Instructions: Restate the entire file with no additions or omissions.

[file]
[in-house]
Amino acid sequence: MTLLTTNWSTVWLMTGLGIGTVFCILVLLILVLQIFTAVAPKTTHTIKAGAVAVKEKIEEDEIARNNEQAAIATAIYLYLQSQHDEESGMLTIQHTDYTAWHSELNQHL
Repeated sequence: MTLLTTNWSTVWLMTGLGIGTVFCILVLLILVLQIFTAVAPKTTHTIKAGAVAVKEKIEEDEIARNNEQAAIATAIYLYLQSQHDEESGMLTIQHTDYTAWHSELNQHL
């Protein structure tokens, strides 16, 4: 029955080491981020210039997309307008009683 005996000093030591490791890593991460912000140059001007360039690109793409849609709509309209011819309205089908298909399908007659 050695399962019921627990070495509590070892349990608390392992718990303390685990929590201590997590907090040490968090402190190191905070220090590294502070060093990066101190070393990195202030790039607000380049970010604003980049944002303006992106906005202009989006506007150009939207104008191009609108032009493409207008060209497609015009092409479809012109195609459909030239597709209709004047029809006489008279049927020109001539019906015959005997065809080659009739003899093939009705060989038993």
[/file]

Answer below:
[in-house]
Amino acid sequence: MTLLTTNWSTVWLMTGLGIGTVFCILVLLILVLQIFTAVAPKTTHTIKAGAVAVKEKIEEDEIARNNEQAAIATAIYLYLQSQHDEESGMLTIQHTDYTAWHSELNQHL
Repeated sequence: MTLLTTNWSTVWLMTGLGIGTVFCILVLLILVLQIFTAVAPKTTHTIKAGAVAVKEKIEEDEIARNNEQAAIATAIYLYLQSQHDEESGMLTIQHTDYTAWHSELNQHL
């Protein structure tokens, strides 16, 4: 029955080491981020210039997309307008009683 005996000093030591490791890593991460912000140059001007360039690109793409849609709509309209011819309205089908298909399908007659 050695399962019921627990070495509590070892349990608390392992718990303390685990929590201590997590907090040490968090402190190191905070220090590294502070060093990066101190070393990195202030790039607000380049970010604003980049944002303006992106906005202009989006506007150009939207104008191009609108032009493409207008060209497609015009092409479809012109195609459909030239597709209709004047029809006489008279049927020109001539019906015959005997065809080659009739003899093939009705060989038993």